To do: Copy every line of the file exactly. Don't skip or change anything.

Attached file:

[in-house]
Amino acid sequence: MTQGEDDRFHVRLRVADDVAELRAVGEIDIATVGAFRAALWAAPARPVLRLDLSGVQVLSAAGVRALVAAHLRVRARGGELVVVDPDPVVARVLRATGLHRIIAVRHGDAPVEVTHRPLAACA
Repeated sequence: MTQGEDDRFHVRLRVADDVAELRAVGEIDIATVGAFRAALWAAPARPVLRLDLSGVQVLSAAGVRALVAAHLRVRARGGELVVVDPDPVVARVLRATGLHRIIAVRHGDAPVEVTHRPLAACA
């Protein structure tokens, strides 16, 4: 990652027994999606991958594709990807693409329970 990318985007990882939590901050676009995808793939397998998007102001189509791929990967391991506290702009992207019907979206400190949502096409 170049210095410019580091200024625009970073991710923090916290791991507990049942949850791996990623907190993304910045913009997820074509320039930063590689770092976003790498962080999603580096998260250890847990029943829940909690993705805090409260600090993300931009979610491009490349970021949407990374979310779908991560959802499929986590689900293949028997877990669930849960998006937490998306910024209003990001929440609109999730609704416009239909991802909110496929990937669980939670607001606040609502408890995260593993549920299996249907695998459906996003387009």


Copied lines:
[in-house]
Amino acid sequence: MTQGEDDRFHVRLRVADDVAELRAVGEIDIATVGAFRAALWAAPARPVLRLDLSGVQVLSAAGVRALVAAHLRVRARGGELVVVDPDPVVARVLRATGLHRIIAVRHGDAPVEVTHRPLAACA
Repeated sequence: MTQGEDDRFHVRLRVADDVAELRAVGEIDIATVGAFRAALWAAPARPVLRLDLSGVQVLSAAGVRALVAAHLRVRARGGELVVVDPDPVVARVLRATGLHRIIAVRHGDAPVEVTHRPLAACA
């Protein structure tokens, strides 16, 4: 990652027994999606991958594709990807693409329970 990318985007990882939590901050676009995808793939397998998007102001189509791929990967391991506290702009992207019907979206400190949502096409 170049210095410019580091200024625009970073991710923090916290791991507990049942949850791996990623907190993304910045913009997820074509320039930063590689770092976003790498962080999603580096998260250890847990029943829940909690993705805090409260600090993300931009979610491009490349970021949407990374979310779908991560959802499929986590689900293949028997877990669930849960998006937490998306910024209003990001929440609109999730609704416009239909991802909110496929990937669980939670607001606040609502408890995260593993549920299996249907695998459906996003387009």